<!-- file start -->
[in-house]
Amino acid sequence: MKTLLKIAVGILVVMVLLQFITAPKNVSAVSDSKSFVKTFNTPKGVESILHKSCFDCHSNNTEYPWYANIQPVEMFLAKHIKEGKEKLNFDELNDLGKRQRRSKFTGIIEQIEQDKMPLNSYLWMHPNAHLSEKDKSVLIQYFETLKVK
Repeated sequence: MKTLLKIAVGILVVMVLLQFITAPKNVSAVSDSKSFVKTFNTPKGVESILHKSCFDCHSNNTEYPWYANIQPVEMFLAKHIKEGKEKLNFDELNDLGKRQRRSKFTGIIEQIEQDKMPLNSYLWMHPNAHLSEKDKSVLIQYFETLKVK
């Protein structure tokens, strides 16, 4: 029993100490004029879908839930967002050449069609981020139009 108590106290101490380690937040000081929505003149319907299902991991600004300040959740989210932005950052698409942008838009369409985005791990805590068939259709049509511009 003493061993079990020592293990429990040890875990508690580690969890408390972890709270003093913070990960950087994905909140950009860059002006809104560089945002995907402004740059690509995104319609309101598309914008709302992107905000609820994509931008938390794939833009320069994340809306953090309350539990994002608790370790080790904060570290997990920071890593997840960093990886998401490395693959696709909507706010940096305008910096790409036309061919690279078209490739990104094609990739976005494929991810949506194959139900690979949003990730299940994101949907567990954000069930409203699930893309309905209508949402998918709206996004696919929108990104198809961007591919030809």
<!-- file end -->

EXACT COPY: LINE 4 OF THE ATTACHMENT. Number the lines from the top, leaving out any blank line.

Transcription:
């Protein structure tokens, strides 16, 4: 029993100490004029879908839930967002050449069609981020139009 108590106290101490380690937040000081929505003149319907299902991991600004300040959740989210932005950052698409942008838009369409985005791990805590068939259709049509511009 003493061993079990020592293990429990040890875990508690580690969890408390972890709270003093913070990960950087994905909140950009860059002006809104560089945002995907402004740059690509995104319609309101598309914008709302992107905000609820994509931008938390794939833009320069994340809306953090309350539990994002608790370790080790904060570290997990920071890593997840960093990886998401490395693959696709909507706010940096305008910096790409036309061919690279078209490739990104094609990739976005494929991810949506194959139900690979949003990730299940994101949907567990954000069930409203699930893309309905209508949402998918709206996004696919929108990104198809961007591919030809």